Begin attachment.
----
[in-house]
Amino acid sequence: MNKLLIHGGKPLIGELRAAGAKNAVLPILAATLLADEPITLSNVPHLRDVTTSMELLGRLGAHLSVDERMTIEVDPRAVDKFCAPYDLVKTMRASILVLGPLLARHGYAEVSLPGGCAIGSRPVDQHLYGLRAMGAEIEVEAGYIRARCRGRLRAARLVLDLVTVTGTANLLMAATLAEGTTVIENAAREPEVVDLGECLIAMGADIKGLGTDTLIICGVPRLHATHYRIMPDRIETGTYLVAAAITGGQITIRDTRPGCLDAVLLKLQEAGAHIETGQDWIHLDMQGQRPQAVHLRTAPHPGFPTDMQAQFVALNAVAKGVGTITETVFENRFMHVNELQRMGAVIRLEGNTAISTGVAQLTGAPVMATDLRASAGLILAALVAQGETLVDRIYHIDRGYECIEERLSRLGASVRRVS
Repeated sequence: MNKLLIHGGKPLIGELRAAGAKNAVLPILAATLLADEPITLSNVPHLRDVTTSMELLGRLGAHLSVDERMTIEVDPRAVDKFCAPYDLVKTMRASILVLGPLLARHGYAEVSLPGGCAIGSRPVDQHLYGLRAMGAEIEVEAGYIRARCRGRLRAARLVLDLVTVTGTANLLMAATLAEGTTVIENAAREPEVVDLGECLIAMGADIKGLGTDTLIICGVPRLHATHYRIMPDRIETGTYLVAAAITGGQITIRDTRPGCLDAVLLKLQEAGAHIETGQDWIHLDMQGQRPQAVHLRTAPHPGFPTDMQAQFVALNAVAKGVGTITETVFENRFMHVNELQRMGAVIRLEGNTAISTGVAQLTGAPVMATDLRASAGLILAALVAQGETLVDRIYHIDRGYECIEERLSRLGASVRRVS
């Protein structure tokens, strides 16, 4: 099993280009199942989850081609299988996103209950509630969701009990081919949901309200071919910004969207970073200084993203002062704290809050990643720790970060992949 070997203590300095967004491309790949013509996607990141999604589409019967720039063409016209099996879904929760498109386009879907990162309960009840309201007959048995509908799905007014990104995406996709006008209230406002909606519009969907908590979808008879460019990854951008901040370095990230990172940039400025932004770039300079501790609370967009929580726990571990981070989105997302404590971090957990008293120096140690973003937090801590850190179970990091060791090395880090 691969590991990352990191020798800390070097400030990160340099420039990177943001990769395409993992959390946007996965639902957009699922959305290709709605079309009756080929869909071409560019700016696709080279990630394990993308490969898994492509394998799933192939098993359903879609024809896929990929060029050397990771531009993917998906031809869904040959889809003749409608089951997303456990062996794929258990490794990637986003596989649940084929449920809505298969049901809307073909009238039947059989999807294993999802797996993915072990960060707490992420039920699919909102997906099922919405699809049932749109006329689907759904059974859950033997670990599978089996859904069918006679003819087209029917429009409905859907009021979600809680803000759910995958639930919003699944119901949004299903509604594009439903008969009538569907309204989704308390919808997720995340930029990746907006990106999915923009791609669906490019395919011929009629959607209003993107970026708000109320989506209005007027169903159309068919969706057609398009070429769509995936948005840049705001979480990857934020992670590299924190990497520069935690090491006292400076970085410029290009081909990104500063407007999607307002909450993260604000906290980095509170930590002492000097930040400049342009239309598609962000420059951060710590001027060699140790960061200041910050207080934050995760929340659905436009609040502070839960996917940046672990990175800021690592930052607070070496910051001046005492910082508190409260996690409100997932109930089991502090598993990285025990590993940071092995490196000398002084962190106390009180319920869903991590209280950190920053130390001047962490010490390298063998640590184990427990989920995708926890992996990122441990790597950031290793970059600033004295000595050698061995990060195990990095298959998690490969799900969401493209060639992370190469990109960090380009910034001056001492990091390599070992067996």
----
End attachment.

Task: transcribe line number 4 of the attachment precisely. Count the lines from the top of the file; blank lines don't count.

């Protein structure tokens, strides 16, 4: 099993280009199942989850081609299988996103209950509630969701009990081919949901309200071919910004969207970073200084993203002062704290809050990643720790970060992949 070997203590300095967004491309790949013509996607990141999604589409019967720039063409016209099996879904929760498109386009879907990162309960009840309201007959048995509908799905007014990104995406996709006008209230406002909606519009969907908590979808008879460019990854951008901040370095990230990172940039400025932004770039300079501790609370967009929580726990571990981070989105997302404590971090957990008293120096140690973003937090801590850190179970990091060791090395880090 691969590991990352990191020798800390070097400030990160340099420039990177943001990769395409993992959390946007996965639902957009699922959305290709709605079309009756080929869909071409560019700016696709080279990630394990993308490969898994492509394998799933192939098993359903879609024809896929990929060029050397990771531009993917998906031809869904040959889809003749409608089951997303456990062996794929258990490794990637986003596989649940084929449920809505298969049901809307073909009238039947059989999807294993999802797996993915072990960060707490992420039920699919909102997906099922919405699809049932749109006329689907759904059974859950033997670990599978089996859904069918006679003819087209029917429009409905859907009021979600809680803000759910995958639930919003699944119901949004299903509604594009439903008969009538569907309204989704308390919808997720995340930029990746907006990106999915923009791609669906490019395919011929009629959607209003993107970026708000109320989506209005007027169903159309068919969706057609398009070429769509995936948005840049705001979480990857934020992670590299924190990497520069935690090491006292400076970085410029290009081909990104500063407007999607307002909450993260604000906290980095509170930590002492000097930040400049342009239309598609962000420059951060710590001027060699140790960061200041910050207080934050995760929340659905436009609040502070839960996917940046672990990175800021690592930052607070070496910051001046005492910082508190409260996690409100997932109930089991502090598993990285025990590993940071092995490196000398002084962190106390009180319920869903991590209280950190920053130390001047962490010490390298063998640590184990427990989920995708926890992996990122441990790597950031290793970059600033004295000595050698061995990060195990990095298959998690490969799900969401493209060639992370190469990109960090380009910034001056001492990091390599070992067996």